Journal entry by Eve Ilsen — 26 minutes ago
Yom Kippur was full and rich, and a bit disorienting as I ran from Bonai Shalom's services (Conservative) at the new JCC, to Nevei Kodesh (Jewish Renewal) at the Unity Church to conduct Yizkor, and back. Also, today was Boulder's real Change of Weather: I ran home in between to put less "shul-appropriate" but much warmer clothing on. It is suddenly truly Autumn, and chill.
I was very happy to have been invited to lead Yizkor, the memorial service, because I had long wanted to give over what I experienced the first time I had to say Yizkor just after my adoptive father died: that Yom Kippur, at Fellowship House Farm, Zalman asked us to find a partner, and ask them to "stand in" for the one for whom we were saying Kaddish, and to tell them all we have wanted to share---and then to switch, and be the stand-in for our partner.
I hope it was half as powerful for today's participants at Nevei Kodesh as it had been for me then.
And oh, I miss Zalman so very much, when I think of what a master he was at improvising ceremony and ritual so that it was utterly spontaneous while staying perfectly true to the core intent and internal form of the ritual.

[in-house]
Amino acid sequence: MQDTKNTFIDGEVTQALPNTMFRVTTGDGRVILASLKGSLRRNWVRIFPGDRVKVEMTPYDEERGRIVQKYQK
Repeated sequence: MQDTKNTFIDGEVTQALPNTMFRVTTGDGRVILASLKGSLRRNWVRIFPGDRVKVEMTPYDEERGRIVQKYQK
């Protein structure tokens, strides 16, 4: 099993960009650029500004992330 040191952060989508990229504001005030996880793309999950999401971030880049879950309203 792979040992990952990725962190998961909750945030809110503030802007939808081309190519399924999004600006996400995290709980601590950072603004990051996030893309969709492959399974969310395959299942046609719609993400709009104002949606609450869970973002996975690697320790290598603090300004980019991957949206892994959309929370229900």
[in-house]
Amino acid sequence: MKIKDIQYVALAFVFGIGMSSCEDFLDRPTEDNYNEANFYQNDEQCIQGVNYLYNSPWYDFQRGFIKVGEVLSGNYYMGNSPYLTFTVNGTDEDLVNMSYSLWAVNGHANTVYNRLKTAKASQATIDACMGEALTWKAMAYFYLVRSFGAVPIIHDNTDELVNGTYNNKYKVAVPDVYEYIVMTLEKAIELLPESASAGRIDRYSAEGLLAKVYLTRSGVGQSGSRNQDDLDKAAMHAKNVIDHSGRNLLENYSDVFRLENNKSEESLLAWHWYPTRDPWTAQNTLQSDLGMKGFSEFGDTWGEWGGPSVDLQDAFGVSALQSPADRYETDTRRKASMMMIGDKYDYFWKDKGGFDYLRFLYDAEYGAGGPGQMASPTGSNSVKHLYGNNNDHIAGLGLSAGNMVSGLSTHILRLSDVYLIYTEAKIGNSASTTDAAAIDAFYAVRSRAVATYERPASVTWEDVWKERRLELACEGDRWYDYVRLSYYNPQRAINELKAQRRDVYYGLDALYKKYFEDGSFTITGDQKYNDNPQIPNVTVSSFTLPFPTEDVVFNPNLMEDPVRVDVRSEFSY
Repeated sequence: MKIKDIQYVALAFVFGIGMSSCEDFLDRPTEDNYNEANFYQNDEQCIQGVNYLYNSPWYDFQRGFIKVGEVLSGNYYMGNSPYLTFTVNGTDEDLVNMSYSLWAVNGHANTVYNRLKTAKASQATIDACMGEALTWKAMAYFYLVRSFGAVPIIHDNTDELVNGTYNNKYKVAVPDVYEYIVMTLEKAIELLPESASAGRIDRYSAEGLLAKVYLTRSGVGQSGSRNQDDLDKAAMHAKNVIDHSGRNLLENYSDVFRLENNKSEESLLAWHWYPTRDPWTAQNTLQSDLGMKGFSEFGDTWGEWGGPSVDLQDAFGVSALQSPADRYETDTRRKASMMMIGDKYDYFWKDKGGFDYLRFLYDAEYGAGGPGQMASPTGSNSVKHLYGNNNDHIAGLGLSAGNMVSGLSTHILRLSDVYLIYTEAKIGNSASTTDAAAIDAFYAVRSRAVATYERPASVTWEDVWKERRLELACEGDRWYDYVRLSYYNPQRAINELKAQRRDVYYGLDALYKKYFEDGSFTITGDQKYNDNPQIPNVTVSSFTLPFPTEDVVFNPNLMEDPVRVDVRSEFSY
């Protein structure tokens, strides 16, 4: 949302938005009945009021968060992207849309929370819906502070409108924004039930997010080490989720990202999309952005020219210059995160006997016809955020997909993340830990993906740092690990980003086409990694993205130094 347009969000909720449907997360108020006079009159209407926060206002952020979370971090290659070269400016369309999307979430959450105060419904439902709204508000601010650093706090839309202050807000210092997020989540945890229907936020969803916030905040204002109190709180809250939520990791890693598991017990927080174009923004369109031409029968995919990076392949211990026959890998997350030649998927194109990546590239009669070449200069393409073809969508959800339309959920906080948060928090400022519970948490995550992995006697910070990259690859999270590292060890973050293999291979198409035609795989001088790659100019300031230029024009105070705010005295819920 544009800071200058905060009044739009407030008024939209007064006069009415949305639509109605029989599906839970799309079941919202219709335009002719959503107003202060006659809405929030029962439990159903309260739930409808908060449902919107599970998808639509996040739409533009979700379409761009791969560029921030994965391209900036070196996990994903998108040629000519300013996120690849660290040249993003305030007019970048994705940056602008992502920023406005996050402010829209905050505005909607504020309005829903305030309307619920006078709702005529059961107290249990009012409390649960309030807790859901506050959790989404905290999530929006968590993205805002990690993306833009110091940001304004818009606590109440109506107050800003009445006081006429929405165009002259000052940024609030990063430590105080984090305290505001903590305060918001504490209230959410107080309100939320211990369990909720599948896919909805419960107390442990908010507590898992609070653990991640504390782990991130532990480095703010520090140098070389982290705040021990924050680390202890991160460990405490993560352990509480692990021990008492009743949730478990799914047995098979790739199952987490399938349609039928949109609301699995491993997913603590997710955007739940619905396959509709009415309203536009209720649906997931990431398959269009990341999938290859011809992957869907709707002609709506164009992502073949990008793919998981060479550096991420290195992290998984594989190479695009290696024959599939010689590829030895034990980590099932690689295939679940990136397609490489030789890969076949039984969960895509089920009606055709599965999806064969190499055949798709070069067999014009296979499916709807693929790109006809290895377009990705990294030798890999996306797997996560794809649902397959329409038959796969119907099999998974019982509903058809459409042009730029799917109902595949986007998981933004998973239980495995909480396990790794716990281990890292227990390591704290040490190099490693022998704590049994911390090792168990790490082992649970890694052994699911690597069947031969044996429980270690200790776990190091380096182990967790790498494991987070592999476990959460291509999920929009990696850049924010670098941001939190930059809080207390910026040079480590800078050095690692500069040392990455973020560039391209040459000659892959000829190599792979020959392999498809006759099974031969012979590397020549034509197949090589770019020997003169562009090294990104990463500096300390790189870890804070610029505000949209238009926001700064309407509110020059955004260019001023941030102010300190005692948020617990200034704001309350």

It is powerful, this business of being sent out of the worship-space on Yom Kippur when we are children, or later when we still have both our parents. The mystery, we discover later, is the shared experience of irreplaceable loss and grief, which we don't want to share with those still innocent of those feelings. Yizkor service is the place and time we can wail, and everyone in the room will understand.
I have never forgotten that first Yizkor in the barn at Fellowship House Farm just after Sam, my adoptive father, had died---although I do not remember a word we said. I paired with an old friend: I had known his father, and he had met Sam.
I have not been able to speak to anyone standing in for my mother, or for Zalman.
But sometimes I write them letters in my journal, or in my head.
We crossed the street after Ne'ilah and broke the fast together at the shul.
For all of Yom Kippur the Jewish Community Center had been guarded by the sheriff and police officers, and two of them were with us at the shul as we ate---I was thankful for their presence, and sad that it was necessary and wise. That tension was somewhat resolved by discovering that when he is not on duty, one of the security guards is a stand-up comic.
May it be a good year for us all.